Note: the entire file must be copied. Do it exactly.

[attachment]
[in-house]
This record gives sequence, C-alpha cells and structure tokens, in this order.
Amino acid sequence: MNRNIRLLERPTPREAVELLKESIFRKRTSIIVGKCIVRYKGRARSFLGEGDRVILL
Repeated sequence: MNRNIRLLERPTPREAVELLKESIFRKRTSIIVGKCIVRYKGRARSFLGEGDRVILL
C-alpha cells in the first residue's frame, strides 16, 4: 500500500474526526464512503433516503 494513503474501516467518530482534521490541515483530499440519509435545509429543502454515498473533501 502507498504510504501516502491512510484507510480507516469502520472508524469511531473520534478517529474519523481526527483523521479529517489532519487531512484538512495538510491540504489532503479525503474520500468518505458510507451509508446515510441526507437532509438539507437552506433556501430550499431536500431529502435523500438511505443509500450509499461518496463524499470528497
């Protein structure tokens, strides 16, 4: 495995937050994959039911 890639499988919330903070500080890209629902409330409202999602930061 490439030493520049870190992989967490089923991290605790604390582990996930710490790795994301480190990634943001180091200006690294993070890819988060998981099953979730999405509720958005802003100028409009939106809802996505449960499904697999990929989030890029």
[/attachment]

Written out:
[in-house]
This record gives sequence, C-alpha cells and structure tokens, in this order.
Amino acid sequence: MNRNIRLLERPTPREAVELLKESIFRKRTSIIVGKCIVRYKGRARSFLGEGDRVILL
Repeated sequence: MNRNIRLLERPTPREAVELLKESIFRKRTSIIVGKCIVRYKGRARSFLGEGDRVILL
C-alpha cells in the first residue's frame, strides 16, 4: 500500500474526526464512503433516503 494513503474501516467518530482534521490541515483530499440519509435545509429543502454515498473533501 502507498504510504501516502491512510484507510480507516469502520472508524469511531473520534478517529474519523481526527483523521479529517489532519487531512484538512495538510491540504489532503479525503474520500468518505458510507451509508446515510441526507437532509438539507437552506433556501430550499431536500431529502435523500438511505443509500450509499461518496463524499470528497
């Protein structure tokens, strides 16, 4: 495995937050994959039911 890639499988919330903070500080890209629902409330409202999602930061 490439030493520049870190992989967490089923991290605790604390582990996930710490790795994301480190990634943001180091200006690294993070890819988060998981099953979730999405509720958005802003100028409009939106809802996505449960499904697999990929989030890029």